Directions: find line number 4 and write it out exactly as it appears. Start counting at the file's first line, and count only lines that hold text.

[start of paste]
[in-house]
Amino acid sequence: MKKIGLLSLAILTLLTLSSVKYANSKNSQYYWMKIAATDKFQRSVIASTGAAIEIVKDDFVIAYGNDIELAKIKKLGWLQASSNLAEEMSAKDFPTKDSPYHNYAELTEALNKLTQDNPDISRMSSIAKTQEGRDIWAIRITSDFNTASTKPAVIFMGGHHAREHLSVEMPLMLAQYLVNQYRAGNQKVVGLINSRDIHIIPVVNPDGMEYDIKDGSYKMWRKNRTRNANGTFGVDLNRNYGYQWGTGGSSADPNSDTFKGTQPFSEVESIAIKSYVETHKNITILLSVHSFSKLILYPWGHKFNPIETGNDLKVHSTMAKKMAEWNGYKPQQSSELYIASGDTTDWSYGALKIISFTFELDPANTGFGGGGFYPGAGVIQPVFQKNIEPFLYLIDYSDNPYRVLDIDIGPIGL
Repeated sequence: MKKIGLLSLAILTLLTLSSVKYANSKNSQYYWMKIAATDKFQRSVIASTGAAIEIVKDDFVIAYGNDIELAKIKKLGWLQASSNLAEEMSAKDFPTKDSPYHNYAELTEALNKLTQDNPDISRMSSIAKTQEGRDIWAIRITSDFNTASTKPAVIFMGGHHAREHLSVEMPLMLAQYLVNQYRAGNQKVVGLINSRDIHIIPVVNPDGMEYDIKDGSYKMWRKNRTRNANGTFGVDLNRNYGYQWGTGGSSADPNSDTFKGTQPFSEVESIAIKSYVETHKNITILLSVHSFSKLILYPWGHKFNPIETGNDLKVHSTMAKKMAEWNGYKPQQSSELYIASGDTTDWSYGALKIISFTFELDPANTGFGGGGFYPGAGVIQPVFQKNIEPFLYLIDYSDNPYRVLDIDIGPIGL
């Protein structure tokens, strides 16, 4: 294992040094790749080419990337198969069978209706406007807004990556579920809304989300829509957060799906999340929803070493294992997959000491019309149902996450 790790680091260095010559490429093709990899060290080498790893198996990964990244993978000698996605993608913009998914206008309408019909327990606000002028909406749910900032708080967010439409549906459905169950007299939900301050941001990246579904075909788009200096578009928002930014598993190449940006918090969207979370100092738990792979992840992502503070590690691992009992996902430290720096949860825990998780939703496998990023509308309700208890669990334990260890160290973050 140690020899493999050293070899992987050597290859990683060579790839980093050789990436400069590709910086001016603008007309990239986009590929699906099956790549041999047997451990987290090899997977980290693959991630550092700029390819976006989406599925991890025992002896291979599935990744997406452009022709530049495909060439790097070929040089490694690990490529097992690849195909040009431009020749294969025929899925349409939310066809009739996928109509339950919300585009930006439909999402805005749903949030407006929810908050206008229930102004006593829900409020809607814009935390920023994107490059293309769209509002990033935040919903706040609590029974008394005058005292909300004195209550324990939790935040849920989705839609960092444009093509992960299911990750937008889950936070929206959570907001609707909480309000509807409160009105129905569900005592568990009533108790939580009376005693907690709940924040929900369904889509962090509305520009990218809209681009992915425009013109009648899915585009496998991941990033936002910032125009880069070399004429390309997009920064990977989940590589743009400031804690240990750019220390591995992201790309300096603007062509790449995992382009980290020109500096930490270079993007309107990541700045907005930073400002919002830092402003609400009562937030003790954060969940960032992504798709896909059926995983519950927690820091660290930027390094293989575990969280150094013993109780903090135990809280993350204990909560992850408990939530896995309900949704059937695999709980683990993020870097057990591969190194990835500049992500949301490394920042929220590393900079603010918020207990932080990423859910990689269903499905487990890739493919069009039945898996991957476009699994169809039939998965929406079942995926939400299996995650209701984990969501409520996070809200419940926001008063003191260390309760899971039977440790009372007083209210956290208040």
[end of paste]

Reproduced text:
């Protein structure tokens, strides 16, 4: 294992040094790749080419990337198969069978209706406007807004990556579920809304989300829509957060799906999340929803070493294992997959000491019309149902996450 790790680091260095010559490429093709990899060290080498790893198996990964990244993978000698996605993608913009998914206008309408019909327990606000002028909406749910900032708080967010439409549906459905169950007299939900301050941001990246579904075909788009200096578009928002930014598993190449940006918090969207979370100092738990792979992840992502503070590690691992009992996902430290720096949860825990998780939703496998990023509308309700208890669990334990260890160290973050 140690020899493999050293070899992987050597290859990683060579790839980093050789990436400069590709910086001016603008007309990239986009590929699906099956790549041999047997451990987290090899997977980290693959991630550092700029390819976006989406599925991890025992002896291979599935990744997406452009022709530049495909060439790097070929040089490694690990490529097992690849195909040009431009020749294969025929899925349409939310066809009739996928109509339950919300585009930006439909999402805005749903949030407006929810908050206008229930102004006593829900409020809607814009935390920023994107490059293309769209509002990033935040919903706040609590029974008394005058005292909300004195209550324990939790935040849920989705839609960092444009093509992960299911990750937008889950936070929206959570907001609707909480309000509807409160009105129905569900005592568990009533108790939580009376005693907690709940924040929900369904889509962090509305520009990218809209681009992915425009013109009648899915585009496998991941990033936002910032125009880069070399004429390309997009920064990977989940590589743009400031804690240990750019220390591995992201790309300096603007062509790449995992382009980290020109500096930490270079993007309107990541700045907005930073400002919002830092402003609400009562937030003790954060969940960032992504798709896909059926995983519950927690820091660290930027390094293989575990969280150094013993109780903090135990809280993350204990909560992850408990939530896995309900949704059937695999709980683990993020870097057990591969190194990835500049992500949301490394920042929220590393900079603010918020207990932080990423859910990689269903499905487990890739493919069009039945898996991957476009699994169809039939998965929406079942995926939400299996995650209701984990969501409520996070809200419940926001008063003191260390309760899971039977440790009372007083209210956290208040």